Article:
Insider news & Analysis in Iran

By INU Staff

INU - Protests over droughts have been raging in Iran since the start of 2018, according to Reuters, mainly centred in the areas of Isfahan, central Iran, and Khuzestan province in the west, a place that is mainly inhabited by non-Persian Arabs.

At one of the demonstrations in early March, farmers mockingly chanted “Death to farmers, long live oppressors!” in reference to the lack of help the Iranian Regime was providing to those desperate for more water. The original protest in Varzaneh, near Isfahan, was fairly small, but it soon grew.

At the later, larger protests, dozens of police on motorcycles turned up to use tear gas on the protesters in an attempt to make them disperse. This is a common tactic for the Regime at any protest.

At drought protests in January, the police opened fire on protesters, killing at least five.

Around 97% of Iran is now affected in some way by the drought, according to Iran’s Meteorological Organization. In some areas, this is so bad that people are forced to relocate.

Credible sources from inside Iran stress: “Towns and villages around Isfahan have been hit so hard by drought and water diversion that they have emptied out and people who lived there have moved.”

This is something that the United Nations mentioned in a 2017 report. It read: “Water shortages are acute; agricultural livelihoods no longer sufficient. With few other options, many people have left, choosing uncertain futures as migrants in search of work.”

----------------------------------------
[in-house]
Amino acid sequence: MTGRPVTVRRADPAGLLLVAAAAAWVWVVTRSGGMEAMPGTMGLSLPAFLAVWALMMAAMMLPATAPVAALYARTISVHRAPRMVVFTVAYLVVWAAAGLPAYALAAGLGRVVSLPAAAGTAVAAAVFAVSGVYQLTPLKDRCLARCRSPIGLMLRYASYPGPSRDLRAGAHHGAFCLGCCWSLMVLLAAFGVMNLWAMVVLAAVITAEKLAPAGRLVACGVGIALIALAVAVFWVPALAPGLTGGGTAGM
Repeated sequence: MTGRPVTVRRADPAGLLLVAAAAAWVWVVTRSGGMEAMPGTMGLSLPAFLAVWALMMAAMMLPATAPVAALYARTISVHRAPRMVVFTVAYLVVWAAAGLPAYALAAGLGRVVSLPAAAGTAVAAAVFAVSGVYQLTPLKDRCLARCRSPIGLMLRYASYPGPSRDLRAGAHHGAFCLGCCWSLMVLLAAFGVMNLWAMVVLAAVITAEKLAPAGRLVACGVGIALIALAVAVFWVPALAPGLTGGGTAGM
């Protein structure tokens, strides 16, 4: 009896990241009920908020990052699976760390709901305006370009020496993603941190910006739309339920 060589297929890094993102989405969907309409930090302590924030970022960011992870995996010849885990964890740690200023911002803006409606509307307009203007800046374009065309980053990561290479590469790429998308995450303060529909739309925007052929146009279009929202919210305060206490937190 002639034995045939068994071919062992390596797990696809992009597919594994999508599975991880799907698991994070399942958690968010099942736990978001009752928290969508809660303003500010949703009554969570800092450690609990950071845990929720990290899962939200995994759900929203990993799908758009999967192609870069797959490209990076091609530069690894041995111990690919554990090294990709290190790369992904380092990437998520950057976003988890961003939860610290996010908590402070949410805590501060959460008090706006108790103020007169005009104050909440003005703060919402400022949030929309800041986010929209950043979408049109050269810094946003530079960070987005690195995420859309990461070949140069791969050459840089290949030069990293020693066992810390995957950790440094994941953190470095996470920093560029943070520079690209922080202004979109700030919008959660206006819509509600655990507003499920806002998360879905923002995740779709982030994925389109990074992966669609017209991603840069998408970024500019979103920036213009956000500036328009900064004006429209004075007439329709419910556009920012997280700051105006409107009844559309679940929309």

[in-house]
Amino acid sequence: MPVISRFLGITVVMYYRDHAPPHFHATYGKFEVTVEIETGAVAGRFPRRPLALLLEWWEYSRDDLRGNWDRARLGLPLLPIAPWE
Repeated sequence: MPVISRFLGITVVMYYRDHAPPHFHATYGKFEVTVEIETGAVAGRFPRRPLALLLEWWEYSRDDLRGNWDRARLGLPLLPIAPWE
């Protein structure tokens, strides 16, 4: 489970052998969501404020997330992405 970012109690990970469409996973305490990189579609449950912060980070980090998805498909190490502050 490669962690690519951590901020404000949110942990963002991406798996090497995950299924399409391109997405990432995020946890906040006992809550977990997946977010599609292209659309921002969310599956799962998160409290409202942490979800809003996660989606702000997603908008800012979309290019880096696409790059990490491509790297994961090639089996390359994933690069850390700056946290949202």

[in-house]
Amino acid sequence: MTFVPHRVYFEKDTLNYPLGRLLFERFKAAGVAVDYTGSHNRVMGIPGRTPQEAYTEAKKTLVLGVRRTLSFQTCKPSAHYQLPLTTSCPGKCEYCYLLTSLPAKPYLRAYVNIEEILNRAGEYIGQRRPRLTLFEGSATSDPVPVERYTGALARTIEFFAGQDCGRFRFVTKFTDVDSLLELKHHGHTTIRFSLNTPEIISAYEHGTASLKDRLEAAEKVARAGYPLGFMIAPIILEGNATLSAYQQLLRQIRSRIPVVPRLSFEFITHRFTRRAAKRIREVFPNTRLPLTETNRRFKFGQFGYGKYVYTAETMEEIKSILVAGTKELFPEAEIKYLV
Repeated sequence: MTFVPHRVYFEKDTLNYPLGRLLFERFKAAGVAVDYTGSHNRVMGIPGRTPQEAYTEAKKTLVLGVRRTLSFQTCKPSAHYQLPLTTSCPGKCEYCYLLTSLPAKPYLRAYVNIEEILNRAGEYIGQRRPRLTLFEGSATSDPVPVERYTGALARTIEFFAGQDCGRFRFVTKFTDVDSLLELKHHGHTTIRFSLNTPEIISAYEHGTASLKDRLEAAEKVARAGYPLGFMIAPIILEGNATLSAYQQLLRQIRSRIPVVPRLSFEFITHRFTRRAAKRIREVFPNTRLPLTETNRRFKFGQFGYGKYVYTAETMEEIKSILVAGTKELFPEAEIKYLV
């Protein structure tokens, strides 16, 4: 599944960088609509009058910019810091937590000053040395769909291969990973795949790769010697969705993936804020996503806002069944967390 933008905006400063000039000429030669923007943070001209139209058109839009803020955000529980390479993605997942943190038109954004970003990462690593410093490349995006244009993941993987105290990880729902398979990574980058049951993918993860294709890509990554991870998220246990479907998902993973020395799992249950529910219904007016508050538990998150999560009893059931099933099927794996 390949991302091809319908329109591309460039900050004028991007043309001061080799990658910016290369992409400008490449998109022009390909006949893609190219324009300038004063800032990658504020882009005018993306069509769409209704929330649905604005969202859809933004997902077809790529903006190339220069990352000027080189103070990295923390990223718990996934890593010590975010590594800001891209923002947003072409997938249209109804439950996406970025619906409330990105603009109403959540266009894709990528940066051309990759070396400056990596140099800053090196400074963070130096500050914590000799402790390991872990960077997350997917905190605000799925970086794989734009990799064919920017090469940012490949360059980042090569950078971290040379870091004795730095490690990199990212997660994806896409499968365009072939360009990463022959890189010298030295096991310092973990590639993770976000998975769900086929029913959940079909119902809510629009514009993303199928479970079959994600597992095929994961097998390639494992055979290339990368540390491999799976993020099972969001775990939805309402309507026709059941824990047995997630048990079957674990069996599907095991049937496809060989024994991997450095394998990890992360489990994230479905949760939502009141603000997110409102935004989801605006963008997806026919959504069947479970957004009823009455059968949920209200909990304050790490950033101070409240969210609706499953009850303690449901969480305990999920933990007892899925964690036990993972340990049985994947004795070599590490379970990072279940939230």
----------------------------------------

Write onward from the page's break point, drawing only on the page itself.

However, this drought is not merely a natural disaster. It has been exacerbated by the corruption and the incompetence of the Iranian Regime as cited by Seth Siegel in The New York Times and Nik Kowsar in the Tower; both published in 2017.

Kowsar wrote in The Slow Destruction of Iran’s Water Supply that he was ostracized and forced to flee for criticizing the Regime for ruining the country’s water supply, while one local journalist, who declined to be identified, said: “What’s called drought is more often the mismanagement of water.”

The Regime should be worried about these protests, after all, drought was one of the main triggers for the Syrian protests in 2011, which led to the ongoing Syrian Civil War.

These protests are part of a larger anti-regime protest movement that has sprung up across Iran, encompassing all sectors of Iranian society. The people have different trigger causes (i.e. drought, unemployment, human rights) but they are all calling for the same solution: regime change.

 

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